• An In-debt Examination Of The Ways Contemporary Churches And Synagogues Both Understand And Practice The Service Of Music In Their Worship. Particular Attention Will Be Given To The Current Norms And Standards For Religious Music In The Christian Churches And Jewish Synagogues In The United States. The Course Emphasizes How Theological Interpretations Can Be Derived From The Music Practices In Christianity And Judaism Especially Today But Also Throughout The History Of These Religions.

  • This Course Will Examine The Role Of Women In The Historical And Contemporary Church By Retrieval And Analysis Of The Images And History Of Women And Their Role Throughout The History Of Religion. This Course Will Explore The Role Of Women In The Church By Employing The Use Of Written Texts Found In Scripture And Tradition, As Well As Examine The Narrative Passed On By The Oral Traditions, Classical And Contemporary Art, Music And Film.

  • An Analysis Of The Books Of The New Testament In Order To Examine The Role Of Women And Attitude Toward Women From The Earliest Period Of The Church And As It Developed In The Later Period When The Final Books Of The New Testament Were Written.

  • Detailed Study Of The Biblical Traditions Of The Origin And End Of The World And The Relationship Between These Two Traditions, Including Their Ancient Near Eastern Background, The Development Of Apocalyptic Literature In Pre-christian Judaism, And Jewish And Christian Apocalyptic Writings. The Course Will Also Examine The History Of Interpretation Surrounding These Biblical Traditions In Jewish And Christian Communities, Including The Impact Of Modern Scientific Discoveries On The Interpretation Of Selected Biblical Texts.

  • An Introduction To The History, Development, And Theological Perspectives Of Protestantism As A Major Stream Of Christian Faith And Church Life That Emerged Out Of The Western Catholic Tradition. Prerequisite: The 201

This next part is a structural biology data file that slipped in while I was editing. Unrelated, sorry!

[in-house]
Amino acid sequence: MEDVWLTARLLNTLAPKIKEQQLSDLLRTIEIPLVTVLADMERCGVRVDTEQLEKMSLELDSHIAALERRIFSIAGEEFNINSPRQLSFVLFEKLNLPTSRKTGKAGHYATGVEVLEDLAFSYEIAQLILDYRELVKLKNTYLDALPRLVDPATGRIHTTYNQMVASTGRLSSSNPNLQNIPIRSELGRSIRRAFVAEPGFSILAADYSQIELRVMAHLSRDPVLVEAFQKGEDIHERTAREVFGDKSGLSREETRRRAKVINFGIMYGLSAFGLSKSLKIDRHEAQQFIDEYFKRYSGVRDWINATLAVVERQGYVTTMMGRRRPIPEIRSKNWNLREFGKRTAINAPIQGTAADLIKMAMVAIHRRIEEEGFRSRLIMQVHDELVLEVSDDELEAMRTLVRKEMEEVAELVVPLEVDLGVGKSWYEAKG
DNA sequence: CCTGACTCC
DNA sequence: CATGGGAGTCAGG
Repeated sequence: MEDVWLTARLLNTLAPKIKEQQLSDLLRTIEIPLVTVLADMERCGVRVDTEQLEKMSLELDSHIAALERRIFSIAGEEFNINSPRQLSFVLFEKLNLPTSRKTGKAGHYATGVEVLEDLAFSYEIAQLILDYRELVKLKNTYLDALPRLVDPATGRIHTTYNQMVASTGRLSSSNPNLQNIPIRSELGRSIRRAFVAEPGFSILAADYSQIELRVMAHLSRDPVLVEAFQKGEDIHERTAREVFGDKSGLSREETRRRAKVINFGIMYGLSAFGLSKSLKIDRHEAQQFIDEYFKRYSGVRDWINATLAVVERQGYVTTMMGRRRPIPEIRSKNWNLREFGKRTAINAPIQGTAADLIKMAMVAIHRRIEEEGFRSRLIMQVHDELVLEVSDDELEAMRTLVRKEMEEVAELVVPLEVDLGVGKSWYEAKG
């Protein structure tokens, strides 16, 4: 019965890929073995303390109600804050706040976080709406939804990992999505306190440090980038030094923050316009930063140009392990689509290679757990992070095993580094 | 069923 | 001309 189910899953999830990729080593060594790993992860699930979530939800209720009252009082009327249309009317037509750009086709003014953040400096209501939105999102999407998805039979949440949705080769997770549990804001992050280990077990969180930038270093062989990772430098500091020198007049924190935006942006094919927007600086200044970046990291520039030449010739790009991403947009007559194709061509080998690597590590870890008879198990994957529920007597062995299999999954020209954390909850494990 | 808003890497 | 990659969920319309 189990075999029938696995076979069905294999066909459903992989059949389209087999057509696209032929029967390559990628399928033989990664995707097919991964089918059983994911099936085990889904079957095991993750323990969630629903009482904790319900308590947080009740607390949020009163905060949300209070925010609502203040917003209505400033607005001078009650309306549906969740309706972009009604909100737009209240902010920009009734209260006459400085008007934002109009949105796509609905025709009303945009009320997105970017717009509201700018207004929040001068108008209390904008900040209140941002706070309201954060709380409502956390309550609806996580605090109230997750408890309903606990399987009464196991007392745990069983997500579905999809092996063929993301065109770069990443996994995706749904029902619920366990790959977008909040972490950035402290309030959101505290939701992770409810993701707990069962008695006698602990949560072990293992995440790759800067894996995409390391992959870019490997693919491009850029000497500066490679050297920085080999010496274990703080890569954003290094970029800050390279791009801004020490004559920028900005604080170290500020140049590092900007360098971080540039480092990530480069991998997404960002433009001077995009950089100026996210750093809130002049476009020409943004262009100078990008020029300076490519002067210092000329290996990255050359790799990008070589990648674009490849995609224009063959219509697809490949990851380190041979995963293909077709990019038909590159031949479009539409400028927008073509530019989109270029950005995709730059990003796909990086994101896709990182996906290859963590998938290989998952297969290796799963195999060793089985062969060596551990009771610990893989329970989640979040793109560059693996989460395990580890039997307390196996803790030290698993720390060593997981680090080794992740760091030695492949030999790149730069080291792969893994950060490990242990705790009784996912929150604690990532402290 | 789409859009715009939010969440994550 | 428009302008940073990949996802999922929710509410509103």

• A Practical Treatment Of Marital Union And Family Organization As Seen In Its Christian Theological, Spiritual, Psychological, And Sociological Aspects With An Exploration Of Marriage As A Sacrament Of Christian Life. Prerequisite: The 201

  • The Uniqueness Of The Gospel Genre And Its Relation To Other Ancient Literary Forms (E.G., History, Biography). The Jesus Of History And The Christ Of Faith. The Gospels As Witnesses Of The Faith, Prayer, And Ethical Behavior Of Several Different Early Christian Communities. The Challenge Of The Jesus Of The Gospels For Today. Prerequisite: The 201

  • The Complementarty Of The Prophetic And Wisdom Views In Ancient Israel. The Prophets As Heralds Of Social Justice And Individual Responsibility. The Wisdom Writings As A Response To The Israelite Covenant. Prerequisite: The 309

  • Group Research And Interchange Of Ideas On A Topic Of Contemporary Significance In The Field Of Theology.

  • Topics Of Interest To Faculty And Students.

  • Topics Of Interest To Faculty And Students.

  • Topics Of Interest To Faculty And Students.

  • Topics Of Interest To Faculty And Students.

  • Opportunity for research in areas of special interest. Prerequisite: Department Chair and Dean approval.

    Courses taught by the Archdiocese of Miami and approved by the Theology Department of Barry University:

    • 140 Religious Education Methodology I
    • 141 Religious Education Methodology II
    • 142 Introduction to the Sacraments
    • 143 Principles of Christian Morality I
    • 144 Principles of Christian Morality II
    • 145 Foundations of Catholicism
    • 146 Christology
    • 151 Introduction to the Old Testament
    • 152 Introduction to the New Testament
    • 157 Celebrating Liturgy I
    • 158 Celebrating Liturgy II
    • 161 The Church After Vatican II
    • 163 Peace and Justice I
    • 164 Peace and Justice II
    • 173 Principles of Youth Ministry